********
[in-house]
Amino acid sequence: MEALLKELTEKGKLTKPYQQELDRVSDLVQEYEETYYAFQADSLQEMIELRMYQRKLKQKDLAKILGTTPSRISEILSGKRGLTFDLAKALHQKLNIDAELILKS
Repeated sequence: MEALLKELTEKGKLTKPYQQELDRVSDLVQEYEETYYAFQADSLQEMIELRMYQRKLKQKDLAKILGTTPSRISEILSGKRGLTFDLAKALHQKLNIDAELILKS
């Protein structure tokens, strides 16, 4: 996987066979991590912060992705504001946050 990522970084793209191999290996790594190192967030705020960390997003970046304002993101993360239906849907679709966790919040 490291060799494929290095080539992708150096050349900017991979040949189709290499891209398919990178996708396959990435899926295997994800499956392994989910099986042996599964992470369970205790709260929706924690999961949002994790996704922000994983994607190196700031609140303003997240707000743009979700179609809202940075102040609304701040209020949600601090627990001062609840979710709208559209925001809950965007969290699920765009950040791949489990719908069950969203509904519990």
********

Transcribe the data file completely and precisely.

[in-house]
Amino acid sequence: MEALLKELTEKGKLTKPYQQELDRVSDLVQEYEETYYAFQADSLQEMIELRMYQRKLKQKDLAKILGTTPSRISEILSGKRGLTFDLAKALHQKLNIDAELILKS
Repeated sequence: MEALLKELTEKGKLTKPYQQELDRVSDLVQEYEETYYAFQADSLQEMIELRMYQRKLKQKDLAKILGTTPSRISEILSGKRGLTFDLAKALHQKLNIDAELILKS
């Protein structure tokens, strides 16, 4: 996987066979991590912060992705504001946050 990522970084793209191999290996790594190192967030705020960390997003970046304002993101993360239906849907679709966790919040 490291060799494929290095080539992708150096050349900017991979040949189709290499891209398919990178996708396959990435899926295997994800499956392994989910099986042996599964992470369970205790709260929706924690999961949002994790996704922000994983994607190196700031609140303003997240707000743009979700179609809202940075102040609304701040209020949600601090627990001062609840979710709208559209925001809950965007969290699920765009950040791949489990719908069950969203509904519990």